2020 python vs S&W model 10

OP
21tango
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1) M10 vs. Python (even a new one) isn't quite a fair comparison. I imagine S&W would come out looking better if it was Python vs. Performance Center .357 of any # of variants.

2) "i never met a smith and wesson i did not like. glad the colt is not stacking like the old ones."
I generally agree, but when I was a gunsmith at a S&W warranty work shop I saw a few that I couldn't understand how they ever got of the door.

3) S&Ws are much easier to smooth and tune than the old Colts. (I have never worked on, or even seen the lockwork of the new guns.) Thusly, a mediocre S&W can be considerably improved at a modest price. There are a lot fewer 'smiths who really know how to work on a Colt. I admit to finding them nothing I ever felt well qualified to work on while S&Ws were a piece of cake.
Couldnt get me to buy another new smith bought a PC 686 a few years back also a model 19 classic. Both had issues. The 686 trigger broke while shooting 38s (return spring). The 19 shoot super high and to the left. I sold them both. Im sure they make good ones and i got really unlucky but I prefer the older smiths. You are correct in that it was a unfair comparison and i mention that. A better comparison would have been my model 14 but i cant get my dad to give it back lol. Both guns are truly awesome cant beat a old smith. I do believe this may be the best Python ever made.
 
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"Couldnt get me to buy another new smith bought a PC 686 a few years back also a model 19 classic. Both had issues. The 686 trigger broke while shooting 38s (return spring). The 19 shoot super high and to the left. I sold them both. Im sure they make good ones and i got really unlucky but I prefer the older smiths."
I completely agree. My object of S&W lust would be an old 8 3/8" M57 - saw one @ Cabela's and had to leave before I bought it. I recently had the chance to examine and shoot new Performance Center N-Frame .357. It was a beautifully made piece, but I still prefer the old ones.
 

CountryGent

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Never shot a Python, but am still in search of a 686+.:s0090:
I really like the 686 we added a little while back on recommendation of friends here:



Nicely made, stainless, 7-shots, very accurate; what more can a fellow ask for? (Wife shot it a little with .38 Specials on Monday after doing buzz-gun shooting and liked this revolver too. :s0155:)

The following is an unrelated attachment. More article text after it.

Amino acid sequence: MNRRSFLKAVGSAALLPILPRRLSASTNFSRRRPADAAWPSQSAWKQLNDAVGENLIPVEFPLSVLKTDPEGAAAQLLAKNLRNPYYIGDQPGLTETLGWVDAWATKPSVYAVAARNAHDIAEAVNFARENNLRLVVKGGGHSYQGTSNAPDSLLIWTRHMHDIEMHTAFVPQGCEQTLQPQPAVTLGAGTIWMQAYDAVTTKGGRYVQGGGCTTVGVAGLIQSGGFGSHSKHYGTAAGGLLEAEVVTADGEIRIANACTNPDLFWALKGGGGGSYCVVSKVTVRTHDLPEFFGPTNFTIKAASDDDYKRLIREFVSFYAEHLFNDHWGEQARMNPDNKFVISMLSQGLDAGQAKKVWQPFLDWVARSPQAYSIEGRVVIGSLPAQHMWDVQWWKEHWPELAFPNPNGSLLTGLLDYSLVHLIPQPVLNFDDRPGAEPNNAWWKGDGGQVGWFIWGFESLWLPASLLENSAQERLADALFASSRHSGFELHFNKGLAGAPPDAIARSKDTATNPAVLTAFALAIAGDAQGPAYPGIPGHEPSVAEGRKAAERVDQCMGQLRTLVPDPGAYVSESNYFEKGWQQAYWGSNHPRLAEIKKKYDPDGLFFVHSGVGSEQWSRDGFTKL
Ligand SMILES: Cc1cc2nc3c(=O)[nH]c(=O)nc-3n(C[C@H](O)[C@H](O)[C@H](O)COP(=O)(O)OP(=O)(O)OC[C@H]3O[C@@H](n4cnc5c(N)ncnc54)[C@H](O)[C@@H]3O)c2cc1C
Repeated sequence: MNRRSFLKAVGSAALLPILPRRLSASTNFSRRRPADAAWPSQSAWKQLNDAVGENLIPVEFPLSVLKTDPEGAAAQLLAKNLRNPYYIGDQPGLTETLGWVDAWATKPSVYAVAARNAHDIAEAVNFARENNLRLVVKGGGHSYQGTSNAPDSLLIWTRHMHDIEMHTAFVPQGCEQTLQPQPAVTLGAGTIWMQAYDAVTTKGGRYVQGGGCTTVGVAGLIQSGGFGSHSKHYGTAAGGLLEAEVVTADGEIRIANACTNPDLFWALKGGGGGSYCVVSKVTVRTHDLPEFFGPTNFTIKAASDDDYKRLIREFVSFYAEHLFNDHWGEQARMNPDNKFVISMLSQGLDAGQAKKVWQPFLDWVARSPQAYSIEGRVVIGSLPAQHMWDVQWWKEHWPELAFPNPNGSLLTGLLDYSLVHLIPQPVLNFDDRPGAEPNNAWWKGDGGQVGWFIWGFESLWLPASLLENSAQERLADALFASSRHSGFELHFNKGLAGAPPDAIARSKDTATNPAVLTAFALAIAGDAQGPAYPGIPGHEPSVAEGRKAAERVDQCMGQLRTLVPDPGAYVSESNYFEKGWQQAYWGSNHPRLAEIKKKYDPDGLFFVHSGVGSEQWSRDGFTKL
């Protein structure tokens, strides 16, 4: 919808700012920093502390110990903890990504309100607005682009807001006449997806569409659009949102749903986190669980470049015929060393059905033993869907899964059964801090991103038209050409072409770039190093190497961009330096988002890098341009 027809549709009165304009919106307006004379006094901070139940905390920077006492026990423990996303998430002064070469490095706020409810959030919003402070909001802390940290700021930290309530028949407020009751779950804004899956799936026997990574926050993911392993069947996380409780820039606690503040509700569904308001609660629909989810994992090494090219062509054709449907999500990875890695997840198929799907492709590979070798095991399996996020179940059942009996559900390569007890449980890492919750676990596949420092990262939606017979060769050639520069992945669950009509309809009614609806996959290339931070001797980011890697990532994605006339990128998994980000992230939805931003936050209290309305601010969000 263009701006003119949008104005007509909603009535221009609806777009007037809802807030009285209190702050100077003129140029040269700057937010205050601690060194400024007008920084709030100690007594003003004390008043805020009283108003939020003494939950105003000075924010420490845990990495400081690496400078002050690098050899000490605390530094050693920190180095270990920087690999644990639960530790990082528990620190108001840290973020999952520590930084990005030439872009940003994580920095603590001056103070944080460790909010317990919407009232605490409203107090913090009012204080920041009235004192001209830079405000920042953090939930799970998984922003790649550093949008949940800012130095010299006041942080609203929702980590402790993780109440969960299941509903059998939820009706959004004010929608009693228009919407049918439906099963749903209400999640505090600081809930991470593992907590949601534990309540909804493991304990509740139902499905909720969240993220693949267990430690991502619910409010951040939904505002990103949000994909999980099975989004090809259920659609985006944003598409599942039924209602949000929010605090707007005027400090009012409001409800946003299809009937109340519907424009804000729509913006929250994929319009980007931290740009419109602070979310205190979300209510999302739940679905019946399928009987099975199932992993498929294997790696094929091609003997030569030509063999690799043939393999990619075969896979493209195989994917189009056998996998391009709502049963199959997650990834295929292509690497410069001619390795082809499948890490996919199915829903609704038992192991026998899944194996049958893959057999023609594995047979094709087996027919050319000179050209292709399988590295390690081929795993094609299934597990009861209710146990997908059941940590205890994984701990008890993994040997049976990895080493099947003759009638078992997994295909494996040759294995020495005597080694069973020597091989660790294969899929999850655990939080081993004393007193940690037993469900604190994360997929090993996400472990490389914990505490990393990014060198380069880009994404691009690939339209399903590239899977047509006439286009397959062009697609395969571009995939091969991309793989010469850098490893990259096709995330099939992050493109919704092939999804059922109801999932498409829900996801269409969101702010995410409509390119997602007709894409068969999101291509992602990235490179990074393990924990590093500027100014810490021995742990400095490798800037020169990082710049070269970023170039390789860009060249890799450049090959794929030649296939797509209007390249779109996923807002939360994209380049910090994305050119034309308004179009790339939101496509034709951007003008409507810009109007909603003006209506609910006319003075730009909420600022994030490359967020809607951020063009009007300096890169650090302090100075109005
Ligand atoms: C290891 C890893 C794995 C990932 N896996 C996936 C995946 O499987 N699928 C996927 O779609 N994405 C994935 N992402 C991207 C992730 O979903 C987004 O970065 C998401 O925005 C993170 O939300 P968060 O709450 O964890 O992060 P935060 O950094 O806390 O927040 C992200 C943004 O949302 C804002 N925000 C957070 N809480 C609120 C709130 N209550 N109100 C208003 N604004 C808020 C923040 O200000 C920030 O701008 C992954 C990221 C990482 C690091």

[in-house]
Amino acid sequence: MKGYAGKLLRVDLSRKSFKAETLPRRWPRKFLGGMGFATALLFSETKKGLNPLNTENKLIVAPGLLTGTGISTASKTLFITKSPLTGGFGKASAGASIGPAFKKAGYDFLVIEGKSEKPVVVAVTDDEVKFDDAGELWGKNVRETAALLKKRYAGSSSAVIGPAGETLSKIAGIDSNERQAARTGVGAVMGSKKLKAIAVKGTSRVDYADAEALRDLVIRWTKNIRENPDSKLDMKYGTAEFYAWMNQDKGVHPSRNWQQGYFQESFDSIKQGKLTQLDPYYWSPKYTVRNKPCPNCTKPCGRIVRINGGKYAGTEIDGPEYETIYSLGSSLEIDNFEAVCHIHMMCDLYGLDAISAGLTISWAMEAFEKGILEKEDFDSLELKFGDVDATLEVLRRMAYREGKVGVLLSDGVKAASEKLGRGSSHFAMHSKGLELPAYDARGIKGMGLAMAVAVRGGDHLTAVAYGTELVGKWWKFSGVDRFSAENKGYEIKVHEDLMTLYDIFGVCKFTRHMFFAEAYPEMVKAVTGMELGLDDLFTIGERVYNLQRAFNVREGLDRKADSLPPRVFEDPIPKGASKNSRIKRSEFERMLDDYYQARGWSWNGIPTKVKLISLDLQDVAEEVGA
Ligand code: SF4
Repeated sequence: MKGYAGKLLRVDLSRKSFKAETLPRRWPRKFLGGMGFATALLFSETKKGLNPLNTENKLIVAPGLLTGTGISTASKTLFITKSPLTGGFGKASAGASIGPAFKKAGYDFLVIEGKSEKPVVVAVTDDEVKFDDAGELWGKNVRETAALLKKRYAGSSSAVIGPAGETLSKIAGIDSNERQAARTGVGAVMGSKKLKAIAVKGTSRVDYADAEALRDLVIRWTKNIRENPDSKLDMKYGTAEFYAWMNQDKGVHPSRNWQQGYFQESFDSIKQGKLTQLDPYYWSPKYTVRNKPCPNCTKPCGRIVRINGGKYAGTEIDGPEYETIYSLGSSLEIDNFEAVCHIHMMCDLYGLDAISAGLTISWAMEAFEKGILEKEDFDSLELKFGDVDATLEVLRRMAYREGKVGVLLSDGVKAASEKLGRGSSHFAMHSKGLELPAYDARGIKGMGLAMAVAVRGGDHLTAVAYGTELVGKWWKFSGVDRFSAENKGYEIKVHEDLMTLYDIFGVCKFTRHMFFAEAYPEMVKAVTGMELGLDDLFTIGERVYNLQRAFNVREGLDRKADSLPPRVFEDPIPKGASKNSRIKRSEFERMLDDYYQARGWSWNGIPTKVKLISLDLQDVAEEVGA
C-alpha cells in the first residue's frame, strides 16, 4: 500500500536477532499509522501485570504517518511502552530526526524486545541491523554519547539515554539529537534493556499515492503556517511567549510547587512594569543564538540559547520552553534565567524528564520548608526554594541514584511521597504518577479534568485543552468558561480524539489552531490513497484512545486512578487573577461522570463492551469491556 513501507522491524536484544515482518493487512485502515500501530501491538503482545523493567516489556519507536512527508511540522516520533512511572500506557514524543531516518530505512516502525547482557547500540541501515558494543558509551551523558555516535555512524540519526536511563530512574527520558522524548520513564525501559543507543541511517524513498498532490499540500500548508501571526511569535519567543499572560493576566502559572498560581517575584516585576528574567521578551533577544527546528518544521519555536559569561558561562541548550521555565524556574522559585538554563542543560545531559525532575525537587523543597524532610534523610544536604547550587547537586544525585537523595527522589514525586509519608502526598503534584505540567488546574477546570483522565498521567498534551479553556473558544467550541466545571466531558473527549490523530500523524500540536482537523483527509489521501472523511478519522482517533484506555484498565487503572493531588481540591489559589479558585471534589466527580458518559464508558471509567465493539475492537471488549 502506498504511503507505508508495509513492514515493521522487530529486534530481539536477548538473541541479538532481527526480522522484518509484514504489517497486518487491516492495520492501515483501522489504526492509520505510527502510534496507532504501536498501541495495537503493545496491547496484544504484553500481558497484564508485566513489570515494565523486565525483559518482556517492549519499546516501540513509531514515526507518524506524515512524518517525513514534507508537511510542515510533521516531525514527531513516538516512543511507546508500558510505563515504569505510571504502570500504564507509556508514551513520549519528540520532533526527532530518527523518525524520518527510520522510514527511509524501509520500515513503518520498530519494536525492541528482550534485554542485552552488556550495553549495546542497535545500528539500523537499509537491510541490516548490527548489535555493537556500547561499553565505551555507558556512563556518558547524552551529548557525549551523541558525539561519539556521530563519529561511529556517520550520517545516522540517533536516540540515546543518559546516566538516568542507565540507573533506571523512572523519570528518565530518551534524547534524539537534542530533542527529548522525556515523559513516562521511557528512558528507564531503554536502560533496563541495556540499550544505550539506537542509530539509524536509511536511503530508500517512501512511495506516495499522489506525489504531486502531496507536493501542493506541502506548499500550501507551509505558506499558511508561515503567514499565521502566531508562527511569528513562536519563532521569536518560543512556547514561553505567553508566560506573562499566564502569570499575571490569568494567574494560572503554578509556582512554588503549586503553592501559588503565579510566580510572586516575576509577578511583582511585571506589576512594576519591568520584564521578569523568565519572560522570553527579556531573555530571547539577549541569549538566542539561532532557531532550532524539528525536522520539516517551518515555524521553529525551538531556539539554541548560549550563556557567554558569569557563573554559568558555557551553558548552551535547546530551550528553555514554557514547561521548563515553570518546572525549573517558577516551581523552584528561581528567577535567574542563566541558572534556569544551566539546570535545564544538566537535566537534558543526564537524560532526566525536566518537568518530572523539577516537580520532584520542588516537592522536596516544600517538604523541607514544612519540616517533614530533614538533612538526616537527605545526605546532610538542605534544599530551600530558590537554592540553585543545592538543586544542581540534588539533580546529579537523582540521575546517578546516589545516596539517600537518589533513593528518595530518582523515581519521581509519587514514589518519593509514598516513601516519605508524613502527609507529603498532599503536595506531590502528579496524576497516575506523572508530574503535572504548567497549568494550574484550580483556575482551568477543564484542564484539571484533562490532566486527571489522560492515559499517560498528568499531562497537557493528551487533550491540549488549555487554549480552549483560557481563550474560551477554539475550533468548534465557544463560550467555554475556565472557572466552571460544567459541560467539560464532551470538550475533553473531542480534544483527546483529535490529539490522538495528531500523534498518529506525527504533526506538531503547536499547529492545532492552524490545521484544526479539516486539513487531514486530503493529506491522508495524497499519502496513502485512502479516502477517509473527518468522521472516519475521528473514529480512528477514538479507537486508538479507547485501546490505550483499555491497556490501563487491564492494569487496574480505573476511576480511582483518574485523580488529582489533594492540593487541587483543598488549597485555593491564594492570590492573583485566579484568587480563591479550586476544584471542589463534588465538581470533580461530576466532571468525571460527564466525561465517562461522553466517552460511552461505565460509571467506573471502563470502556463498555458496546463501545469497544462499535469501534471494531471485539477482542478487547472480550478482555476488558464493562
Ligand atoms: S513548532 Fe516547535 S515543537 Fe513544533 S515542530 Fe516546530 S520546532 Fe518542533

F2CMaDMaXX

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The + or the 7th round really turned me off that gun, at least, it did many years ago, i just don't know why i think a revolver needs to be 6 rounds. I mean, one of mine holds 5 rounds....

I can see it happening, all of my revolvers are going to be 6 inches and stainless, not much variety but boy do they look good :)
 
The + or the 7th round really turned me off that gun, at least, it did many years ago, i just don't know why i think a revolver needs to be 6 rounds. I mean, one of mine holds 5 rounds....

I can see it happening, all of my revolvers are going to be 6 inches and stainless, not much variety but boy do they look good :)
The revolver I have been carrying holds 5, but I loved the 7 shooter I had. The 5 rounder is very light for it's power and the 7 rounder packs that + in the same space as a 6. It's a + for me that you like the 6" versions, cuz that makes it easier for me to find a 4"! There's just something about a 4" barreled revolver with a full lug that appeals to me. It started long ago with a blued Python a friend had. Shoulda bought that when the price was reasonable. But like most nice things I've had, I'da probably sold it in the quest for the next thing...
 
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1) Most of us will never shoot any particular gun enough to wear it out, but competition shooters may. The S&W lockwork is more robust and will go through a higher round count before requiring attention to stuff like timing, end shake, etc., and when such is req'd it's much easier on S&W than Colt. I know that for most people the choice is made more on the feel than round count, but it's nice to have a gun that will last (both do this) and is easy to fix when the time comes.